Shared services to ‘become the norm’ in Whitehall

20 June 2012

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20 June 2012 | Adam Leach

The government is to increase the use of shared services, making it “the norm” to increase efficiency and ensure high-quality services are available to all departments.

The Civil Service Reform Plan, published yesterday, outlined a number of reforms to the way the government operates. Civil servants will be placed under the spotlight and undergo “more rigorous performance management”. In particular, the plan identifies commissioning and contracting skills within the service as lacking. To rectify the shortfall, staff with the relevant skills in commissioning will be deployed where they are most needed.

Minister for the Cabinet Office Francis Maude, said: “We need to build capabilities, address missing skills and embrace new ways of delivering services, for example through mutuals, and do more digitally. To improve decision making we need better management information and greater accountability.”

The increase in shared services is intended to create a more unified Civil Service. “There will be a more unified approach to developing talent and building capacity across the Civil Service. Shared services will become the norm to ensure that there is a consistently high-quality service available to every department,” it said.

Prior to the announcement, the CBI published a report on how to standardise shared services across the public sector. It called for all existing shared services centres to be compared to the best performing, with those found to be underperforming required to outline how they will improve. Departments and agencies not already using the centres should be directed to do so by the Cabinet Office. It also said that all local authorities not already doing so should share back-office functions with neighbouring authorities.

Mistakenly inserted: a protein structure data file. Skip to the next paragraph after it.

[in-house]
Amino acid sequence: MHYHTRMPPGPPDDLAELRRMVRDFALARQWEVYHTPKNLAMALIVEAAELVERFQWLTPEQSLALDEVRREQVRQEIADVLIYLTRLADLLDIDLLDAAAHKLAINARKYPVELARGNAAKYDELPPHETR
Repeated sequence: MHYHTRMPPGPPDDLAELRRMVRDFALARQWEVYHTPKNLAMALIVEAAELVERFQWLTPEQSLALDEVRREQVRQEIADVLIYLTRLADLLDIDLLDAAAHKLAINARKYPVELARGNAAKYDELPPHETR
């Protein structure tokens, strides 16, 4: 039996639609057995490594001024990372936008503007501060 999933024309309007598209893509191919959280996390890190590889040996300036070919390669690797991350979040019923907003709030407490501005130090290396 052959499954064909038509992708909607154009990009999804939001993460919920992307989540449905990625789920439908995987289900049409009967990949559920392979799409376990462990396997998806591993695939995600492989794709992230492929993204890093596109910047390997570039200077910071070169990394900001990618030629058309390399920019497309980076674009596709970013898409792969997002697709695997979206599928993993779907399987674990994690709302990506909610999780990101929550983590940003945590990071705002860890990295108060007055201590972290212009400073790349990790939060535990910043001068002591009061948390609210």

Matthew Fell, director for competitive markets at the CBI, said: “At a time when budget savings have to be made, central government must standardise the sharing of back-office services, like ICT and HR functions, which can deliver both better value and maintain or improve quality.”


Update 25 June 2012

CIPS CEO David Noble today issued a response to the Civil Service Reform Plan. He raised concern over the proposal to establish a Commissioning Academy in 2013, that "is separate from and alongside the drive to improve procurement practices".

His statement said:"CIPS has a concern over the positioning of procurement in the recent Civil Service Reform Plan. Changes in the commissioning sphere over the past 12 months suggest there was always going to be a move towards commissioning becoming a separate discipline but we are clear that it is synonymous with strategic procurement and that many of the skills such as category management, supply chain analysis, and critical demand management are core procurement skills supporting the commissioning agenda.

"There are subtle distinctions between the two roles, as commissioners have wider service delivery requirements to ‘the citizen’, but the thinking behind strategic procurement must be utilised for commissioning to be effective. A large number of our members work in procurement and commissioning teams, especially in local government, so the synergies are already recognised.

"CIPS is clear that the proposed establishment of a separate Commissioning Academy is an unnecessary move. CIPS is already heavily engaged in the development of procurement capability in public sectors around the world and will share this expertise with UK government on this agenda to find a way for the two disciplines to work together going forward."



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